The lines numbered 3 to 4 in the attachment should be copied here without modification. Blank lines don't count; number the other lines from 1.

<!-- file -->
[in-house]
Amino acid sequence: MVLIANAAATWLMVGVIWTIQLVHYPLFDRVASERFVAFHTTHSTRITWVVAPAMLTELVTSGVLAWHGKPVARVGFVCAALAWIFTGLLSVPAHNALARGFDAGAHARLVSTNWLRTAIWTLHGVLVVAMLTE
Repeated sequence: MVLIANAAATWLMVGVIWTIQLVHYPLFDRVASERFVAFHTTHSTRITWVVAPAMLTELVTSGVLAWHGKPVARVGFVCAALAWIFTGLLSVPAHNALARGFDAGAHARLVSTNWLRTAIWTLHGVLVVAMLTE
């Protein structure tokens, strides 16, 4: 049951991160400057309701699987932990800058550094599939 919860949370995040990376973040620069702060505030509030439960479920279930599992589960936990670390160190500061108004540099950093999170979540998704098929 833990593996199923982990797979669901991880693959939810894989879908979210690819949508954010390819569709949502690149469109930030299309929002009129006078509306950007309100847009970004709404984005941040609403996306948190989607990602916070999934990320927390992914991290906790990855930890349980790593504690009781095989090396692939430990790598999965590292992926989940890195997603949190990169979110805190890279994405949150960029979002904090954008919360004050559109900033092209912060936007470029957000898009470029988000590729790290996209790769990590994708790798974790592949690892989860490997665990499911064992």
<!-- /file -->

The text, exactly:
Repeated sequence: MVLIANAAATWLMVGVIWTIQLVHYPLFDRVASERFVAFHTTHSTRITWVVAPAMLTELVTSGVLAWHGKPVARVGFVCAALAWIFTGLLSVPAHNALARGFDAGAHARLVSTNWLRTAIWTLHGVLVVAMLTE
């Protein structure tokens, strides 16, 4: 049951991160400057309701699987932990800058550094599939 919860949370995040990376973040620069702060505030509030439960479920279930599992589960936990670390160190500061108004540099950093999170979540998704098929 833990593996199923982990797979669901991880693959939810894989879908979210690819949508954010390819569709949502690149469109930030299309929002009129006078509306950007309100847009970004709404984005941040609403996306948190989607990602916070999934990320927390992914991290906790990855930890349980790593504690009781095989090396692939430990790598999965590292992926989940890195997603949190990169979110805190890279994405949150960029979002904090954008919360004050559109900033092209912060936007470029957000898009470029988000590729790290996209790769990590994708790798974790592949690892989860490997665990499911064992």